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  1. #1
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    Looking to get back into cycling...

    So I'm a 29 year old guy who's looking to buy my first road bike in about 8 years.

    I grew up mountain biking, had a Gary Fisher Hookooekoo and then when I got to college I also had a Raleigh road bike that was originally my dads which I rode a lot.
    6 years ago I moved to NYC, no bike, and after I few years I joined the hipster craze and picked up a Bianchi Pista. Sold that a year ago after deciding that fixies are not as much fun as gears and going out for a 30 mile ride.

    That being said, now I'm looking to get back in and was originally thinking of a budget at around $1000.

    I just got back from test riding a Bianchi Via Nirone 7 Sora at one shop and a Ridley Icarus at another. Both are nice bikes, the shop I rode the Bianchi at only had a 55cm in stock and said they couldn't get my size, 57, in the Sora, only the Tiagra which would arrive mid-week. They said the factory was out of stock. Guy was very nice and seemed cool, but the shop was kind of a hole in the wall and also did a lot of rentals.

    The Icarus was a sweet ride, they had my size, and the salesman said we could work a deal. Shop was totally different, very clean and sold a lot of fixies and urban bikes as well.

    Still, both bikes are a little above my price range (both bikes are around $1200) and other than componentry (Bianchi was Shimano, Ridley was SRAM) I'm not really sure which I liked more. I've never heard of Ridley before, but they are a Belgium company and seem like they have a good racing pedigree.

    At the second store I also rode a Giant Defy 5, but I wasn't to thrilled with it. Obviously, it's a completely different bike and about $500 cheaper, and it just didn't seem as snappy as the other two.

    I'm not really sure what to do, both rides are great albeit a few hundred more than I was hoping to spend. However, I'm a little concerned that my price requirements are a little too low for the performance/quality that I want and the Ridley salesman said he was willing to make a deal. It also comes with 3 years service (not sure about the Bianchi). Also, the fact that Ridley is a smaller company is appealing to me as well. It'd be nice to be on something different.

    Has anyone ever heard of Ridley before? I tried comparing the two frame geometries and it seems as though the Ridley is a little more aggressive?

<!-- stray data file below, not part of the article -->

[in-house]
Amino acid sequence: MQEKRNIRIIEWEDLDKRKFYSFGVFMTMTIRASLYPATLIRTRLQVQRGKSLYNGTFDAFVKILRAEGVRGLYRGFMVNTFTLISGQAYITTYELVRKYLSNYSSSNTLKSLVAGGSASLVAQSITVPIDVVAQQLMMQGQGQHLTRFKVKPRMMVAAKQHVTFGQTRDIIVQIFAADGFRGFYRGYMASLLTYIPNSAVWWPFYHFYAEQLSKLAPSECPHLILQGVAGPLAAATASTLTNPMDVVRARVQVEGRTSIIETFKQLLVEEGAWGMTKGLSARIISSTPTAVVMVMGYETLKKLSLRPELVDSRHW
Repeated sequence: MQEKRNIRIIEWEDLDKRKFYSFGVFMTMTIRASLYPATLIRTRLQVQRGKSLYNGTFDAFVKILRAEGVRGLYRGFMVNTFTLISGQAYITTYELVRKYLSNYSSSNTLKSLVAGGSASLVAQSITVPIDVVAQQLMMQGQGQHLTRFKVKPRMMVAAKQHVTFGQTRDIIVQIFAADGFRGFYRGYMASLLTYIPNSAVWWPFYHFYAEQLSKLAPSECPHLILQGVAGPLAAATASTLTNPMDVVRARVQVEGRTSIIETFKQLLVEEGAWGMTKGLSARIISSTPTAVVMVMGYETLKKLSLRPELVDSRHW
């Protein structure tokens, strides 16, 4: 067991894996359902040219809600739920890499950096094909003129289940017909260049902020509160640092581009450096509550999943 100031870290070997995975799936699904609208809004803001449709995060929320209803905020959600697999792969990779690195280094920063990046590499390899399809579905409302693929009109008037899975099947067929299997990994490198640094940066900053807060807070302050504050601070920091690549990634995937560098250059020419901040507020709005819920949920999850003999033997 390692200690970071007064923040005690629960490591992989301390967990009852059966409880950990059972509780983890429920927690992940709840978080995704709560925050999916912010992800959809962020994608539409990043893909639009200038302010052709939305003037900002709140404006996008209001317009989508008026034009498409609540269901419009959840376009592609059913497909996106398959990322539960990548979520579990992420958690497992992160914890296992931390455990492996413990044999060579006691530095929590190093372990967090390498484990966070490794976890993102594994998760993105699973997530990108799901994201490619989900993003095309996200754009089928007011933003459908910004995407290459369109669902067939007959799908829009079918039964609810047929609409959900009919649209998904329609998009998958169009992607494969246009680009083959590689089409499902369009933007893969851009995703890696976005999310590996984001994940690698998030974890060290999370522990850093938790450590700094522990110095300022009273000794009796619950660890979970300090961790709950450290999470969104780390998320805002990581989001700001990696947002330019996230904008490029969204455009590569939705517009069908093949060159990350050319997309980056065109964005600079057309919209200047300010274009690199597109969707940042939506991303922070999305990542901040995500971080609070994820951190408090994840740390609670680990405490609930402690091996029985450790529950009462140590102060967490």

2. #2
    Carpe Velo Yo Spiff's Avatar
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    I've heard of Ridley, but not familiar with them. I may have seen some reviews in some magazines. If your quality specs are above your budget, what about seeking something on the used market?
    2000 Bianchi Veloce, '88 Schwinn Prologue, '88 Trek 900, '92 Trek T100, 2000 Rans Tailwind

  3. #3
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    Thought about that, but I live in a studio apt in Manhattan w/my fiance. Not a lot of room here to wrench and tweak to get the fit right. Also, craigslist in NYC can be a bit of a nightmare.

  4. #4
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    Welcome To Bike Forums, Sloring!

    I say, stay within your budget. Buy a brand new road bike, and buy a bike that will last you a lifetime of upgrades, made of 100% 520 chromoly steel. It's just as agile as any road bike comes. It has a carbon fiber fork and is lighter than some of its aluminum counterparts.

    I highly recommend the Jamis Satellite Comp ~ $1000
    www.jamisbikes.com/usa/thebikes/road/satellite/12_satellitecomp.html

    Jamis makes some of the best steel framed road bikes ever made!

    PS.

    I can only think of one road bike that might be better within your price range, but you'd have to buy it online from bikesdirect.com...

    The Schwinn Letour Legacy ~ $800
    www.bikesdirect.com/products/schwinn/schwinn_letour_legacy_xi.htm
    Last edited by SlimRider; 05-26-12 at 08:40 PM.

  5. #5
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    A lot of Bike Forum members have ordered from Competitive Cyclist and they have the Icarus for under $1k:

    http://www.competitivecyclist.com/fr...:referralID=NA

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    Positive words on the Icarus from Bike Radar: http://www.bikeradar.com/news/articl...st-look-26854/

    Since it's SRAM equipped it's a 2011 and the shop is probably motivated to move it out. Ridley seems to have switched to Shimano for the 2012 Icarus. I prefer SRAM and would rather have Apex than a Tiagra equipped 2012.